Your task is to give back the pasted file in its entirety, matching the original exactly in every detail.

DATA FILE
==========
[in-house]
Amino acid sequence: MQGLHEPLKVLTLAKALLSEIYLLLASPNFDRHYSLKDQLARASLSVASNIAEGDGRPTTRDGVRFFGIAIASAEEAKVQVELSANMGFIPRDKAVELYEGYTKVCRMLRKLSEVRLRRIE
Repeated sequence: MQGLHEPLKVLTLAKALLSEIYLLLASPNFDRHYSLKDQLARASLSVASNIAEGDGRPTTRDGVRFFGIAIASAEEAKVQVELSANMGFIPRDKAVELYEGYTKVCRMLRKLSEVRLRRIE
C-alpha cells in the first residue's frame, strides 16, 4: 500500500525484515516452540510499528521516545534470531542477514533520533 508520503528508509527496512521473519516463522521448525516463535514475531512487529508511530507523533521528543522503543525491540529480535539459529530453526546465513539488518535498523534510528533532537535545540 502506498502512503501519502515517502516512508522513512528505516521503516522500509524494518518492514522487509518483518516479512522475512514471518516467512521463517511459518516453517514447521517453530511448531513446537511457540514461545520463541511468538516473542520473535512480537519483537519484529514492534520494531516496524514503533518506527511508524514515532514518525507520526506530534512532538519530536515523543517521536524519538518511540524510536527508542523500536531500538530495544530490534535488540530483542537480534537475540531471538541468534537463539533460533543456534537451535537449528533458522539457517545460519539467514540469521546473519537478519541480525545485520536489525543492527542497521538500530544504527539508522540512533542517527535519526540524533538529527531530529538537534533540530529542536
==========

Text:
[in-house]
Amino acid sequence: MQGLHEPLKVLTLAKALLSEIYLLLASPNFDRHYSLKDQLARASLSVASNIAEGDGRPTTRDGVRFFGIAIASAEEAKVQVELSANMGFIPRDKAVELYEGYTKVCRMLRKLSEVRLRRIE
Repeated sequence: MQGLHEPLKVLTLAKALLSEIYLLLASPNFDRHYSLKDQLARASLSVASNIAEGDGRPTTRDGVRFFGIAIASAEEAKVQVELSANMGFIPRDKAVELYEGYTKVCRMLRKLSEVRLRRIE
C-alpha cells in the first residue's frame, strides 16, 4: 500500500525484515516452540510499528521516545534470531542477514533520533 508520503528508509527496512521473519516463522521448525516463535514475531512487529508511530507523533521528543522503543525491540529480535539459529530453526546465513539488518535498523534510528533532537535545540 502506498502512503501519502515517502516512508522513512528505516521503516522500509524494518518492514522487509518483518516479512522475512514471518516467512521463517511459518516453517514447521517453530511448531513446537511457540514461545520463541511468538516473542520473535512480537519483537519484529514492534520494531516496524514503533518506527511508524514515532514518525507520526506530534512532538519530536515523543517521536524519538518511540524510536527508542523500536531500538530495544530490534535488540530483542537480534537475540531471538541468534537463539533460533543456534537451535537449528533458522539457517545460519539467514540469521546473519537478519541480525545485520536489525543492527542497521538500530544504527539508522540512533542517527535519526540524533538529527531530529538537534533540530529542536